Another good idea is to give your spine some movement in all planes of motion, so a little routine that you can practise in your chair may be helpful. If you are on a train or in a plane you will need to sit towards the front edge of your seat, as the seats are usually in a bucket shape that makes sitting up well virtually impossible. And if you are unsure how to sit well in the first place, look back at Sitting – the New Smoking? for a full explanation.
I have filmed this clip as a little routine to perform all at once, but you could break the exercises up and just do them randomly over the course of your day or your journey – the more frequently the better!
Sitting: the new smoking?
Sitting in a chair – especially the way most of us sit in a chair or on the sofa – is really not very good for the body. Most of us roll back off our sitting bones and collapse through our spines, poking our heads forwards towards our computer or tv screen…
This posture is bad for our bodies in so many ways. It reduces the space for our internal organs, affecting our breathing, digestion and blood flow. It compromises our spines by squeezing our intervertebral discs, creating the microtrauma that can lead to disc degeneration and bulging or herniated discs. It reduces the distance between the sacrum and pubic symphysis, leading to a shortening and weakening of the tissues of the pelvic floor (I’ll be doing a more comprehensive post on the pelvic floor soon, but think incontinence, prolapse, erectile dysfunction….). The forward head posture can lead to neck and shoulder ache since your poor muscles and connective tissues are having to hang on to a head that is being pulled on relentlessly by gravity and is not supported by the spine that should be underneath it. The forward head posture also compromises the space for the vertebral arteries that are encased within the neck vertebrae (bit of a design flaw?). This can lead to reduced blood flow to the head, headaches, eye strain… No wonder people are saying that sitting is the new smoking.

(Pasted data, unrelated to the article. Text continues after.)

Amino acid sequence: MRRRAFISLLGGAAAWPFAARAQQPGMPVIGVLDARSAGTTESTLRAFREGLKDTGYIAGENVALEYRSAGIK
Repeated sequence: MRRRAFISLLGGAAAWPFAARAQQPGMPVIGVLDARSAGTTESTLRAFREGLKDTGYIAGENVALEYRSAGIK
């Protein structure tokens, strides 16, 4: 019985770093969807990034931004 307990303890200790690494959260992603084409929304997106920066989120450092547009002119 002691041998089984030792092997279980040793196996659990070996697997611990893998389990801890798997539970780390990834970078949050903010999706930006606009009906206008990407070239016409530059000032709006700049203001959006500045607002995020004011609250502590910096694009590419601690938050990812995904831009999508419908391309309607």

But, you say, I have to sit! My work environment, my travel arrangements, my home furniture design – modern life is geared around sitting. What do I do? Unless you are one of the lucky people who can rearrange their lifestyle, you need to make the best of a bad lot in two ways. The first way is: don’t sit still for so long. Come up with some ideas for how you can create habits that encourage a change of position or some movement at regular intervals. For example:
Every time you talk on the phone, stand up. Or, if you have a cord-free phone, walk around.
Every time you press send on an email, check your posture. Or better yet, stand up, swing your upper body around from side to side a few times, then sit back down in a good sitting posture.
When you are travelling (and by the way, most car, train and airplane seats are designed with a bucket shape that forces you to slump – it’s usually impossible to sit well in them) set the timer on your watch or phone to beep every 15 minutes, and get up and move around.
The second way to improve things is to sit with a better posture. Esther Gokhale, author or 8 Steps to a Pain Free Back, teaches ‘stretch-sitting’ and sells a back support that helps keep good spinal alignment while leaning back in a chair (I haven’t tried it myself so can’t give a fully informed opinion on it, but it seems to makes sense). But even better than sitting with such a support is to sit well without one. Mary Bond, author of The New Rules of Posture, taught me how to sit well, and it all starts with the pelvis. Firstly, make sure that your pelvis is higher than your knees. If your chair is a bit low, stack a block or some firm cushions on it. Then find your sitting bones….
After a lifetime of slumping, your back muscles may lack the endurance to hold you up in this position for extended periods of time. Take a break from sitting well as often as you need to – see Giving Your Spine a Break When Sitting for ideas.